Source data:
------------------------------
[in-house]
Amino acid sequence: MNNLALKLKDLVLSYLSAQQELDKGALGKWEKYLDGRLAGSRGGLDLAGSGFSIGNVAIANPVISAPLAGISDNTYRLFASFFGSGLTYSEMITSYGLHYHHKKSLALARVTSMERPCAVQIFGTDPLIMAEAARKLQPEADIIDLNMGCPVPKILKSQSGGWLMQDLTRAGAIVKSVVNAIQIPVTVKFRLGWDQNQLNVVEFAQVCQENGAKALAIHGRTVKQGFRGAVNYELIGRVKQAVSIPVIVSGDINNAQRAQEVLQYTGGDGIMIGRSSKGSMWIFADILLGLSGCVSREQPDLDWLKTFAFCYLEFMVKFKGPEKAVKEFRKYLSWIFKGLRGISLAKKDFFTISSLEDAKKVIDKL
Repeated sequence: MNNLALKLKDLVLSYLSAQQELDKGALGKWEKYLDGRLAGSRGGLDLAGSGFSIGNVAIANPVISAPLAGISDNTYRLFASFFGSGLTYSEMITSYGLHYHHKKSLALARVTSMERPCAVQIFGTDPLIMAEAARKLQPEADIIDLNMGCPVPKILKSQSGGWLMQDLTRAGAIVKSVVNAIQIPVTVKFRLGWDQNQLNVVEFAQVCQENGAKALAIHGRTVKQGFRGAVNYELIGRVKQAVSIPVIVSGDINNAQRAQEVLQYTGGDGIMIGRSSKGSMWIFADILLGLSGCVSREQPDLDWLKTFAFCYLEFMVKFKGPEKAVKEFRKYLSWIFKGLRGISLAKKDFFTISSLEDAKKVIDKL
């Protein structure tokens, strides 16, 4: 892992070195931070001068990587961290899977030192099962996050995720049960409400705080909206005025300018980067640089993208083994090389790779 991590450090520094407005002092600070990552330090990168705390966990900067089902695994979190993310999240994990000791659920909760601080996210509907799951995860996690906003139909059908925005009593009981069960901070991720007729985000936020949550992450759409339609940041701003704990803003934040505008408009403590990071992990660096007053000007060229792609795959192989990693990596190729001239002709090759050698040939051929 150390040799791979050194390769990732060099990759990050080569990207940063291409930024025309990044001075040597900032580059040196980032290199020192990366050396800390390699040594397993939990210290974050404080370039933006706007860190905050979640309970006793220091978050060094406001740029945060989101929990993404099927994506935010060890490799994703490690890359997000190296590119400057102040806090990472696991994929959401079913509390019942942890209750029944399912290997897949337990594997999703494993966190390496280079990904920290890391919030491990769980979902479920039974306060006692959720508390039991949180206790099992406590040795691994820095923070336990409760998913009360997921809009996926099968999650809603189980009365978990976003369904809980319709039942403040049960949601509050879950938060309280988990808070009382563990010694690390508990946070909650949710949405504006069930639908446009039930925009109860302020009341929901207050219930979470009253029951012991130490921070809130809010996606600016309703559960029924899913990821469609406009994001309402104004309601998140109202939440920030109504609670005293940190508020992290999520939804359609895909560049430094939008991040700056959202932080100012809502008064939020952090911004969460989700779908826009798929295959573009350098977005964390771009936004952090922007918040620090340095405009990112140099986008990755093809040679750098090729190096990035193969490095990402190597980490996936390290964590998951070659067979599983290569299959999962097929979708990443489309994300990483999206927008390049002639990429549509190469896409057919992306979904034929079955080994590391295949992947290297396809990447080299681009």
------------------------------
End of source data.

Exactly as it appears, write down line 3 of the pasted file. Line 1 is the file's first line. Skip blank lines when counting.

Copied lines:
Repeated sequence: MNNLALKLKDLVLSYLSAQQELDKGALGKWEKYLDGRLAGSRGGLDLAGSGFSIGNVAIANPVISAPLAGISDNTYRLFASFFGSGLTYSEMITSYGLHYHHKKSLALARVTSMERPCAVQIFGTDPLIMAEAARKLQPEADIIDLNMGCPVPKILKSQSGGWLMQDLTRAGAIVKSVVNAIQIPVTVKFRLGWDQNQLNVVEFAQVCQENGAKALAIHGRTVKQGFRGAVNYELIGRVKQAVSIPVIVSGDINNAQRAQEVLQYTGGDGIMIGRSSKGSMWIFADILLGLSGCVSREQPDLDWLKTFAFCYLEFMVKFKGPEKAVKEFRKYLSWIFKGLRGISLAKKDFFTISSLEDAKKVIDKL